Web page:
As I write this in Wisconsin, Mother Nature is giving us good reason to keep on knitting. Snow, wind, sleet, ice coming at us from all directions and encouraging us to sit in front of the fire and knit! Alas, my knitting these days is mind numbingly boring. I long to make beautiful Dale of Norway patterned sweaters-- thick, beautiful and warm. Protection against elements that Mother Nature throws at us periodically.
Unfortunately, in my post-menopausal temperature recalibration, I can no longer wear warm wool sweaters for more than 15 minutes. My body temperature has changed from being constantly cold and blue fingered in my youth to tending toward toasty in my somewhat older years. Wool socks on my feet and a warm, wool scarf around my neck and I can practically trot around nude in winter. Well, not quite, but I can dress comfortably in a cotton turtleneck and jeans without shivvering. A wool sweater does what the word suggests--I sweat!
This means, I've been making a lot of scarves, for myself and for others. I have practiced wearing them in as many ways as possible--wrapped twice around my neck (I have a short stubby neck and I long for the Audrey Hepburn type women who have giraffe like necks that look good in repeated, multiple wraps of wool!) ; folded in half with the ends tucked into the fold a la European style; hanging loosely over my shoulders, dangerously dangling ends that might get caught in revolving machinery; tied over my shoulder with one end in front and one in back.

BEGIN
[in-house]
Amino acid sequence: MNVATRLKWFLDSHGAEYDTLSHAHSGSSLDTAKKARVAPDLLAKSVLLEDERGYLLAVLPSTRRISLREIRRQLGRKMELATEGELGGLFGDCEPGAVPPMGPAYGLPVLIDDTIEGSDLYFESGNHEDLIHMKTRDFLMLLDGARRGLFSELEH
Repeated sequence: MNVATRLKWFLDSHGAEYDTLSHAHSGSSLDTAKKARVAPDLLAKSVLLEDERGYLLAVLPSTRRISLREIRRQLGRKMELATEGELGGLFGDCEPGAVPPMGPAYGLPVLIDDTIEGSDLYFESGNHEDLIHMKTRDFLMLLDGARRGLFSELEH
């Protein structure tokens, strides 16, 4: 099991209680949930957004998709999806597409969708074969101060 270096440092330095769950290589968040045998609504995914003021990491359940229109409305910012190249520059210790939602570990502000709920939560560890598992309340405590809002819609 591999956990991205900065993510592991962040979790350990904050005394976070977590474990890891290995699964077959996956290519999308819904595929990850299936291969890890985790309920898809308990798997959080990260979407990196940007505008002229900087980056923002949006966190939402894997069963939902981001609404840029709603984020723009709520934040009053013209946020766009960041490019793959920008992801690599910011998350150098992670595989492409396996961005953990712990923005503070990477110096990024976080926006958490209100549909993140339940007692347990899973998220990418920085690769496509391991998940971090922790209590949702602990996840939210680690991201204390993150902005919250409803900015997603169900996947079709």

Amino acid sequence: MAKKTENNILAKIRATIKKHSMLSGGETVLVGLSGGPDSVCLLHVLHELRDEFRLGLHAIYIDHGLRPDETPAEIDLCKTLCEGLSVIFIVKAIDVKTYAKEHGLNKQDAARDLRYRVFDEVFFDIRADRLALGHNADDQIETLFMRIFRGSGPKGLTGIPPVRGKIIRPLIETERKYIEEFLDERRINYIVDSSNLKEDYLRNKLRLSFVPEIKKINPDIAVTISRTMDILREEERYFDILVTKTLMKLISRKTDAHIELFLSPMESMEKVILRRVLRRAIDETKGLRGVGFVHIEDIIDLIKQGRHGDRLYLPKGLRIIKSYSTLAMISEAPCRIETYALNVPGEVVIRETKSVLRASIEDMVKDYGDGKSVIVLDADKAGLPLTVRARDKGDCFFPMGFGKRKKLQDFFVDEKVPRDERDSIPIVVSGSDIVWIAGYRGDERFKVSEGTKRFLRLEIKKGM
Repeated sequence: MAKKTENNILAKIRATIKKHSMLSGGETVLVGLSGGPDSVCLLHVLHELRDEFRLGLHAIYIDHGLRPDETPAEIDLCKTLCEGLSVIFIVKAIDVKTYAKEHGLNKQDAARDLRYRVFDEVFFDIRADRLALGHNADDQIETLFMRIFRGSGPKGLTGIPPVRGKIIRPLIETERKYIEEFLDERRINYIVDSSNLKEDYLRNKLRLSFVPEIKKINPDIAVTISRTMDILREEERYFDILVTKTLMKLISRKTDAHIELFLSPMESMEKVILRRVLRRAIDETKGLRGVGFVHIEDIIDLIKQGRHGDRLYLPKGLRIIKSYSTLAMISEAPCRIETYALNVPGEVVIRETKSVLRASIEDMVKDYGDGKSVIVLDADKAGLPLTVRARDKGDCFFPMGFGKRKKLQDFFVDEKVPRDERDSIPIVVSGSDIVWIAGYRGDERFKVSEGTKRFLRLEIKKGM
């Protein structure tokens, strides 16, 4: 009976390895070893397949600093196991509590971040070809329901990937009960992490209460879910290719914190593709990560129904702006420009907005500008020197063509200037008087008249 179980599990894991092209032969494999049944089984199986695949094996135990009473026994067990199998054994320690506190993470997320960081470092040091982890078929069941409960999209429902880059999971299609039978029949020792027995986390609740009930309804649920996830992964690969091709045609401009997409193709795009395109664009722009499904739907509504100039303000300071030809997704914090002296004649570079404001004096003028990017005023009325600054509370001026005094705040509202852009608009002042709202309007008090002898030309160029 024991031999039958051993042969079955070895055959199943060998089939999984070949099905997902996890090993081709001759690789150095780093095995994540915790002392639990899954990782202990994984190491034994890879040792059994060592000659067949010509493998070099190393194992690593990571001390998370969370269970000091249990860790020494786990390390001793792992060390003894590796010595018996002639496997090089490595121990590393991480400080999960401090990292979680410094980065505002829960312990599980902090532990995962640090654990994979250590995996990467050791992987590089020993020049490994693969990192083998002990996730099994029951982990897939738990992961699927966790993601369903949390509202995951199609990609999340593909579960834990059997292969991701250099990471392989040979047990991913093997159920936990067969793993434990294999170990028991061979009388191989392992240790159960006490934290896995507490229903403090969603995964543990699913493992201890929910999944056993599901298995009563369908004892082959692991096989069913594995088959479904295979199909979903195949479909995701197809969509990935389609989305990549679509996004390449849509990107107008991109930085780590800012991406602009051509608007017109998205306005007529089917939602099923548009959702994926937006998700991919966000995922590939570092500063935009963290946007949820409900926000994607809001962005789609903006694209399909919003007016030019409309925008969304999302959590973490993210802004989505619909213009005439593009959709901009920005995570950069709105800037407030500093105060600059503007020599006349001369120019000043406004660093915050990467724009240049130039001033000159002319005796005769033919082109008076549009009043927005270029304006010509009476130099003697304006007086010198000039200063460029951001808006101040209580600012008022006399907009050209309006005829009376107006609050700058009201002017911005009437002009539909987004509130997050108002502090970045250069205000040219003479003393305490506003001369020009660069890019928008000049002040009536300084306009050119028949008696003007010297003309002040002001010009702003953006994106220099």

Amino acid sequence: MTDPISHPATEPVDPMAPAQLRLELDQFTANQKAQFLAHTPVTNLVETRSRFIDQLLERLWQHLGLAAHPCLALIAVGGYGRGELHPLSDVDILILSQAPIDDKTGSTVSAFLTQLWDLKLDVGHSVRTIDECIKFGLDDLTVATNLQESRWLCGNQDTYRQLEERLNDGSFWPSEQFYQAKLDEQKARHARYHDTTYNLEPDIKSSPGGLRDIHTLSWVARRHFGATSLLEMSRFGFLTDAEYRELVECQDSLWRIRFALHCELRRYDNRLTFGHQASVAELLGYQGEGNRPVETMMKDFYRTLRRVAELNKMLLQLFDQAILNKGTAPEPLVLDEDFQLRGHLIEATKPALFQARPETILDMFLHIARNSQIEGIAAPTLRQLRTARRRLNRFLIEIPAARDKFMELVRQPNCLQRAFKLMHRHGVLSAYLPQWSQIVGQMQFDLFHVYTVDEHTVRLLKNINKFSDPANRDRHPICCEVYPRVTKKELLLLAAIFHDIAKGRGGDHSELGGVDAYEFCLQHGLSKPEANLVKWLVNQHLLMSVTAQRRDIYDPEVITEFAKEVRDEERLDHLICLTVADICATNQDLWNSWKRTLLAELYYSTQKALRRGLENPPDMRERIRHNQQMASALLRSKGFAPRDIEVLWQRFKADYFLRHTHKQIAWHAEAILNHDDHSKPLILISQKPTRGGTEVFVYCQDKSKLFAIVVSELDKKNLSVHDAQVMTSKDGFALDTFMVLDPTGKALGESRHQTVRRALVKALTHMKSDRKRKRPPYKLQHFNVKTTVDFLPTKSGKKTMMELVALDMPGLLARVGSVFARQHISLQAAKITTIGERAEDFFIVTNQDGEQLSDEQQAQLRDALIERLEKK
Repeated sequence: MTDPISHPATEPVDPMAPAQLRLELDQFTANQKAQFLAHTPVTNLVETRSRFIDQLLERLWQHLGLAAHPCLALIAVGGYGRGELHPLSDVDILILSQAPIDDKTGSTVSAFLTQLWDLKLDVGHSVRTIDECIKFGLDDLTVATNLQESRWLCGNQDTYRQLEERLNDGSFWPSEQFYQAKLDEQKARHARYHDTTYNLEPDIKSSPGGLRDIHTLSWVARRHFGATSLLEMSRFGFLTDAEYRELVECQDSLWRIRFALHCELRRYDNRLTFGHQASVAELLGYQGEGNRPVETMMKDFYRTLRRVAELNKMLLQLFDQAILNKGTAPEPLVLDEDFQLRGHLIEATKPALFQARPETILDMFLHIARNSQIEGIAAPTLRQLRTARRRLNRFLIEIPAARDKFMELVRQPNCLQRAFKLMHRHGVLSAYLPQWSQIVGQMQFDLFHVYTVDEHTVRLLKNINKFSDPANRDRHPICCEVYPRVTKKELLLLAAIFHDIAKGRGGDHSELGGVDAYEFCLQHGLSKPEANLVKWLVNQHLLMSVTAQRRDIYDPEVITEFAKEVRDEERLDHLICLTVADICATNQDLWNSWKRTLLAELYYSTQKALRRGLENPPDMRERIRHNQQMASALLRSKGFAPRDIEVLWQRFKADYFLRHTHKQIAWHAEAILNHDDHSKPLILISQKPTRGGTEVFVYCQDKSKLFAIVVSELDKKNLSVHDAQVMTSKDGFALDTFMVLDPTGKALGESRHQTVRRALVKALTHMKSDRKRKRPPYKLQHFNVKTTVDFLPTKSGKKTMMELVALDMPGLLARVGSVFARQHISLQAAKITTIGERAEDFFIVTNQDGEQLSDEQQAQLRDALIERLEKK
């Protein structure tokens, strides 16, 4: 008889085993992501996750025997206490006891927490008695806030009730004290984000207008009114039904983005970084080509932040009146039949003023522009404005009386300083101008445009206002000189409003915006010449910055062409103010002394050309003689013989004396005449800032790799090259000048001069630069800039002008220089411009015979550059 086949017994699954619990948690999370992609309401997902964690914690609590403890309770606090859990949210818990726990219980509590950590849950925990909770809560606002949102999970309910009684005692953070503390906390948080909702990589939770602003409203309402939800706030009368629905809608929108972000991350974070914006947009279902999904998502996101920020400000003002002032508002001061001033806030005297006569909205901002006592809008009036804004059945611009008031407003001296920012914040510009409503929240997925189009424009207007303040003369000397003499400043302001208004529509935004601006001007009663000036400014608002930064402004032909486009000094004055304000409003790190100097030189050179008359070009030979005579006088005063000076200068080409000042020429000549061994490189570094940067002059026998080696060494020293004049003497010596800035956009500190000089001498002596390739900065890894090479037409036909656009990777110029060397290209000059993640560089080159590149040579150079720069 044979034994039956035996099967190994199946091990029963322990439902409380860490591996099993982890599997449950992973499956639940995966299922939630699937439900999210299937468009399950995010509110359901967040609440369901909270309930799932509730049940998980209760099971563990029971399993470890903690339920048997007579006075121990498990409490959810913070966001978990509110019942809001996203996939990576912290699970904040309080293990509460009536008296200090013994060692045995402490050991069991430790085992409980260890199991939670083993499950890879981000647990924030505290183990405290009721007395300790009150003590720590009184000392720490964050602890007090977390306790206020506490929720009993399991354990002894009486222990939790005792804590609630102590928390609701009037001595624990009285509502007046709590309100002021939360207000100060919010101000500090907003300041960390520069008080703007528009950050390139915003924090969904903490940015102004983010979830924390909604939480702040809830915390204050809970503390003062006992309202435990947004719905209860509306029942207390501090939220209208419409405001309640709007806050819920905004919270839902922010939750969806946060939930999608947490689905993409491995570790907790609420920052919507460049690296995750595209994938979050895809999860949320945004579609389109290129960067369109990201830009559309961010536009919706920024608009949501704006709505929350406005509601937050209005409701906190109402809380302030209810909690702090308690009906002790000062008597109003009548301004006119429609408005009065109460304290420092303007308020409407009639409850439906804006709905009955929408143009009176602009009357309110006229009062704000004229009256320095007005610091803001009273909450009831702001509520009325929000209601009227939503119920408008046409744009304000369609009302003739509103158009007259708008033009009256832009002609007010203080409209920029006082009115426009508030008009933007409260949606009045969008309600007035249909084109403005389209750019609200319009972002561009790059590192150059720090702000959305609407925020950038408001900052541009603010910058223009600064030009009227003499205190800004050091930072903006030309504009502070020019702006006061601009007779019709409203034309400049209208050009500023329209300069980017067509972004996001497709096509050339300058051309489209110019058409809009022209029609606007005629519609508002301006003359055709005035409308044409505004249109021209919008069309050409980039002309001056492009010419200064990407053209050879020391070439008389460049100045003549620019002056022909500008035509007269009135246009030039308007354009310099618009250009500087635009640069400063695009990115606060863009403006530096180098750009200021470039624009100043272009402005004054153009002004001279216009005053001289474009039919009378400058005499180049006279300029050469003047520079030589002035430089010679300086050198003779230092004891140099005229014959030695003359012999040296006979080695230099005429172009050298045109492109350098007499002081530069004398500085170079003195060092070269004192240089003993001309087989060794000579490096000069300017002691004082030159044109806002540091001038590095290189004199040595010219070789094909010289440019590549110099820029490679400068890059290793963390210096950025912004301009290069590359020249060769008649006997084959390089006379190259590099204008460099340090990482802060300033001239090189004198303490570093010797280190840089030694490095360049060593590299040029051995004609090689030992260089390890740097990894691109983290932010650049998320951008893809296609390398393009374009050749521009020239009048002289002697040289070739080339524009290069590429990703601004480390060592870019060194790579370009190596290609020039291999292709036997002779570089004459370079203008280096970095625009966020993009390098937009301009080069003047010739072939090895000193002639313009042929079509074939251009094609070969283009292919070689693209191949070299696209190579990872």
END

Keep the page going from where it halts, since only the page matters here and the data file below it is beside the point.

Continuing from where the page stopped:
But, none of these methods guarantees that the pattern side of the lace or cable design will be dazzingly on the "public" side of the scarf, to impress the passers by. I am constantly rearranging the "casual" panache that I try to impart with my dramatic hand made scarves!! The panache goes down a few points when the scarf is obviously inside out! How can I be dashing and daring with an insideout scarf???
Therefore, I've been trying to produce reversible scarves. Two posts ago I displayed a seafoam stitch scarf that has two identical public sides. I've now made about 10 of these scarves for myself, family and friends, out of beautiful handpainted yarns, and I needed to branch out.
Barbara Walker to the rescue. Her seafoam stitch is on page 218 of her Second Treasury of Knitting Patterns. Lo and behold, on the opposite page, page 219, is another reversible pattern--the Vertical Drop-Stitch. Fortunately, this reversible stitch gives two equally attractive but different public sides.
OK, here is one of the public sides, with a weird stripped effect from the flash. This is a sideways view.
Here are the two public sides, next to each other. Can you tell the difference? No? Good. It's subtle and will not make the casual observer think you are wearing part of your clothing inside out, as if you don't know what you are doing.
But here, closer up, you can see that there IS actually a difference, noticeable mostly to knitters. The left side of the picture has wavy two-stitch columns. The right side shows wavy one stitch columns.
Still don't see it? Maybe this is better. It's hard to photograph.
The yarn is a hand dyed wool/mohair from a Wisconsin dyer--Joslyn's Fiber Farm, that I purchased this summer at Meg Swansen's Knitting Camp.
Next post, a manly man reversible stitch pattern for my father's scarf!